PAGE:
of wanting to be loved and wanting to do what's right is just masterful.

Her telling of that risk of giving it all in mothering for what may be receiving little or no return in the long run is what each of us mothers understands...but it's more so for step-moms.

The risks in this book are just staggering. And they kept me nailed to the novel mind and spirit.

At last, I thought, someone gets it down on paper.


I write notes about books as I read them, and I read without reading any reviews or summaries of my books if I can help it. In this case, I kept things to a minimum. So one of my notes to myself was about Sophie's choice. Yes, there is that happenstance in this book and it's as horrifying here and as smashing of lives as you can imagine. The dysfunction of families, and the particular dynamics of three significantly different sisters (all playing their Shakespearean roles) is hilarious enough to break the underlying tensions. But, these are not the only things that captured me about this novel.


Primarily, and in addition to what I've already said about the mothering, I was captivated by its quality of voice. That's a rare thing to me. To so clearly hear the author's voice was stunning. It was hypnotic. It felt as if I were sitting on the sofa of my very best friend and she was telling me her life story. I felt I was hearing her secrets; her intimate thoughts and feelings that she kept inside but was now sharing with me.

This book begins in a sort of monologue. At least, to me there was little dialog.

This sort of thing is ordinarily not appealing to me. But, as I said, it was simply golden in Jillian Medoff's hands. To this day I'm in awe of that.

As I write this, I wonder if my readers will even comprehend how something can be told without an emphasis on dialog and be so powerful and absorbing to the reader!

It would be redundant to tell you what "I Couldn't Love You More" is "about," so I won't do that. Only, I will say it is such a beautifully created story of love and sacrifice and redemption. I thought Jillian Medoff's quote of a Willa Cather saying was significant in the beginning of her book:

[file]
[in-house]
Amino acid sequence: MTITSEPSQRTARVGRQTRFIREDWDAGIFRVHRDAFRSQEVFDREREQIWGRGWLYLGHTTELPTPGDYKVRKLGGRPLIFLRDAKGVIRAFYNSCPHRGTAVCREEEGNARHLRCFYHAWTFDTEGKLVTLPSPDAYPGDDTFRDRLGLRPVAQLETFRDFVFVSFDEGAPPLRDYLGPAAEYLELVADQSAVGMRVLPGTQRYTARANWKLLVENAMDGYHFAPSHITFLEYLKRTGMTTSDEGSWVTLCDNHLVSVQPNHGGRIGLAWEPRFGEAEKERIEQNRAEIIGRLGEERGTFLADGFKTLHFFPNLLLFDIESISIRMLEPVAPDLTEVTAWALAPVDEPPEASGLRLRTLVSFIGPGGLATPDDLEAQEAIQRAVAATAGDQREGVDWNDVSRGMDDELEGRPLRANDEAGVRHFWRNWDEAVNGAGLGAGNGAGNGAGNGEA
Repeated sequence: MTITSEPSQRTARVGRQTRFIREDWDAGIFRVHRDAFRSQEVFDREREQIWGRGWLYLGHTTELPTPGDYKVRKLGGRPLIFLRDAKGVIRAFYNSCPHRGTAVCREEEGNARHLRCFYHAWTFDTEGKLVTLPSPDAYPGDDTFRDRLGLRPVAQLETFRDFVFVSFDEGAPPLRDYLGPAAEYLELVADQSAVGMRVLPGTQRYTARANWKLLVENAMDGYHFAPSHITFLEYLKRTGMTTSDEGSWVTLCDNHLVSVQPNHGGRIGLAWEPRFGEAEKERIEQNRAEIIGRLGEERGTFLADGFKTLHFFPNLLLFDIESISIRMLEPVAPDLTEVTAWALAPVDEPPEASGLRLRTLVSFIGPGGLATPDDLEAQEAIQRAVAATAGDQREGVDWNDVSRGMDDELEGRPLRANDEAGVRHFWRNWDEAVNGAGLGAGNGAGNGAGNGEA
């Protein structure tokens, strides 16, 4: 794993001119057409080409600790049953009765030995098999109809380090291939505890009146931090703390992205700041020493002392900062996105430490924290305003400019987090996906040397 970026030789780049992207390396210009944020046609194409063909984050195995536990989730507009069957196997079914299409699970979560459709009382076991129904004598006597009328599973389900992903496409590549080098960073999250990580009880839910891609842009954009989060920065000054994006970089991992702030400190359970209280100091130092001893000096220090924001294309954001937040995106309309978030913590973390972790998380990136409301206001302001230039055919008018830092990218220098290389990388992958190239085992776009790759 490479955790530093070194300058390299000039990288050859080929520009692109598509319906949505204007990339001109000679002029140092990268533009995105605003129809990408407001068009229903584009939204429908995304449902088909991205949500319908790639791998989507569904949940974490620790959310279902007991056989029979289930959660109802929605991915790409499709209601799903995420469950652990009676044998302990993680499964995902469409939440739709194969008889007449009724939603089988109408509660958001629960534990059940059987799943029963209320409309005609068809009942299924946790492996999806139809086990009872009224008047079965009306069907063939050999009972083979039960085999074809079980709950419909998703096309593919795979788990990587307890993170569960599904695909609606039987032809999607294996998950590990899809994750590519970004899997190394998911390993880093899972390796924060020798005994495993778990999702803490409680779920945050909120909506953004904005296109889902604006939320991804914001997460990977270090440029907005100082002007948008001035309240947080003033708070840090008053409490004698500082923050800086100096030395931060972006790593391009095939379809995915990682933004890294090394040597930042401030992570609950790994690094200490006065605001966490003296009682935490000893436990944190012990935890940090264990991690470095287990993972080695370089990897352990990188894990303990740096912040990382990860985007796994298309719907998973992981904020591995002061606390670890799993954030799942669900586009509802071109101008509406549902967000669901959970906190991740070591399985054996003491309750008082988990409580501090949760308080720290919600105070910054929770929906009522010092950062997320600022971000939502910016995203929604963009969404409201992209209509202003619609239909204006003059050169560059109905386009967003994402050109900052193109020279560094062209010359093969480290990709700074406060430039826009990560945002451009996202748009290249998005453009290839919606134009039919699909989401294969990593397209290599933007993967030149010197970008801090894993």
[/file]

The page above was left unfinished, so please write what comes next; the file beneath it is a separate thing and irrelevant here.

" There are only one or two human stories, and they go on repeating themselves as fiercely as if they had never happened before."


This is one of those tellings of one of those lives and times. It may be we've all experienced much of what Ms Medoff describes in her story. It may be this that makes it so relavant and so poinant. And, it's a profound and wonderful telling.

I hope you get your own copy to read and share. You can never have mine... ( )
1 vote BookishDame | May 24, 2012 |
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Amazon.com Product Description (ISBN 0446584622, Paperback)

Which child would you save? A decision no parent can even fathom.



Eliot Gordon would do anything for her family. A 38-year-old working mother, she lives an ordinary but fulfilling life in suburban Atlanta with her partner, Grant Delaney, and their three daughters. The two older girls are actually Eliot's stepdaughters, a distinction she is reluctant to make as she valiantly attempts to maintain a safe, happy household . . .



Then Finn Montgomery, Eliot's long-lost first love, appears, triggering a shocking chain of events that culminates in a split-second decision that will haunt her beloved family forever. How Eliot survives-and what she loses in the process-is a story that will resonate with anyone who has ever loved a child. With hilarious honesty, wrenching depth, and a knockout twist, I COULDN'T LOVE YOU MORE illuminates the unbreakable bonds of family and reveals the lengths we'll go to save each other, even as we can't save ourselves.

(retrieved from Amazon Mon, 30 Sep 2013 14:00:42 -0400)

Eliot Gordon would do anything for her family. A 38-year-old working mother, she lives an ordinary but fulfilling life in suburban Atlanta with her partner, Grant Delaney, and their three daughters. The two older girls are actually Eliot's stepdaughters, a distinction she is reluctant to make as she valiantly attempts to maintain a safe, happy household . . .Then Finn Montgomery, Eliot's long-lost first love, appears, triggering a shocking chain of events that culminates in a split-second decision that will haunt her beloved family forever. How Eliot survives-and what she loses in the process-is a story that will resonate with anyone who has ever loved a child.… (more)

(summary from another edition)